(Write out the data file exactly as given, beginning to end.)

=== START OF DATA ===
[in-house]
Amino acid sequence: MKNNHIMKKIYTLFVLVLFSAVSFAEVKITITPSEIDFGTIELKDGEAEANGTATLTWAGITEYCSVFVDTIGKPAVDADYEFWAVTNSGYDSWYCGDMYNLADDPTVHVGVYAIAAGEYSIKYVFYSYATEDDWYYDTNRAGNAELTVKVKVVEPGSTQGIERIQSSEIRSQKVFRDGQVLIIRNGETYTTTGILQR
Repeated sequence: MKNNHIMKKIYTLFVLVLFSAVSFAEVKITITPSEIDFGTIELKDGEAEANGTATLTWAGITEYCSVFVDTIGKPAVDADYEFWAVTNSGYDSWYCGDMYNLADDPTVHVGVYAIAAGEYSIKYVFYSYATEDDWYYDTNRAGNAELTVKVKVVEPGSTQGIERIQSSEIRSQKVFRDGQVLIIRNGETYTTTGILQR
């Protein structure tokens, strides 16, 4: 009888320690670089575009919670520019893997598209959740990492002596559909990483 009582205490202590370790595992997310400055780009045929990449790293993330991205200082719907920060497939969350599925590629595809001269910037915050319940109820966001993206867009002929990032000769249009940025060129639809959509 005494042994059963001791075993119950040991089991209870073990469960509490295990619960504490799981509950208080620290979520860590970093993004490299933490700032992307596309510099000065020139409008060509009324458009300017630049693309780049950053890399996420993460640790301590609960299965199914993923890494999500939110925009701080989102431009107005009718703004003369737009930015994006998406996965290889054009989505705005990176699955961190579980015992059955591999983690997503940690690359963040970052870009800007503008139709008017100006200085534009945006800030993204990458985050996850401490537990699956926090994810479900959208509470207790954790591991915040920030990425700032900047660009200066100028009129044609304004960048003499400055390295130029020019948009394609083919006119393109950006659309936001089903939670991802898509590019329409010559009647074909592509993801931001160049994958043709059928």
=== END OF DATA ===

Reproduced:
[in-house]
Amino acid sequence: MKNNHIMKKIYTLFVLVLFSAVSFAEVKITITPSEIDFGTIELKDGEAEANGTATLTWAGITEYCSVFVDTIGKPAVDADYEFWAVTNSGYDSWYCGDMYNLADDPTVHVGVYAIAAGEYSIKYVFYSYATEDDWYYDTNRAGNAELTVKVKVVEPGSTQGIERIQSSEIRSQKVFRDGQVLIIRNGETYTTTGILQR
Repeated sequence: MKNNHIMKKIYTLFVLVLFSAVSFAEVKITITPSEIDFGTIELKDGEAEANGTATLTWAGITEYCSVFVDTIGKPAVDADYEFWAVTNSGYDSWYCGDMYNLADDPTVHVGVYAIAAGEYSIKYVFYSYATEDDWYYDTNRAGNAELTVKVKVVEPGSTQGIERIQSSEIRSQKVFRDGQVLIIRNGETYTTTGILQR
């Protein structure tokens, strides 16, 4: 009888320690670089575009919670520019893997598209959740990492002596559909990483 009582205490202590370790595992997310400055780009045929990449790293993330991205200082719907920060497939969350599925590629595809001269910037915050319940109820966001993206867009002929990032000769249009940025060129639809959509 005494042994059963001791075993119950040991089991209870073990469960509490295990619960504490799981509950208080620290979520860590970093993004490299933490700032992307596309510099000065020139409008060509009324458009300017630049693309780049950053890399996420993460640790301590609960299965199914993923890494999500939110925009701080989102431009107005009718703004003369737009930015994006998406996965290889054009989505705005990176699955961190579980015992059955591999983690997503940690690359963040970052870009800007503008139709008017100006200085534009945006800030993204990458985050996850401490537990699956926090994810479900959208509470207790954790591991915040920030990425700032900047660009200066100028009129044609304004960048003499400055390295130029020019948009394609083919006119393109950006659309936001089903939670991802898509590019329409010559009647074909592509993801931001160049994958043709059928």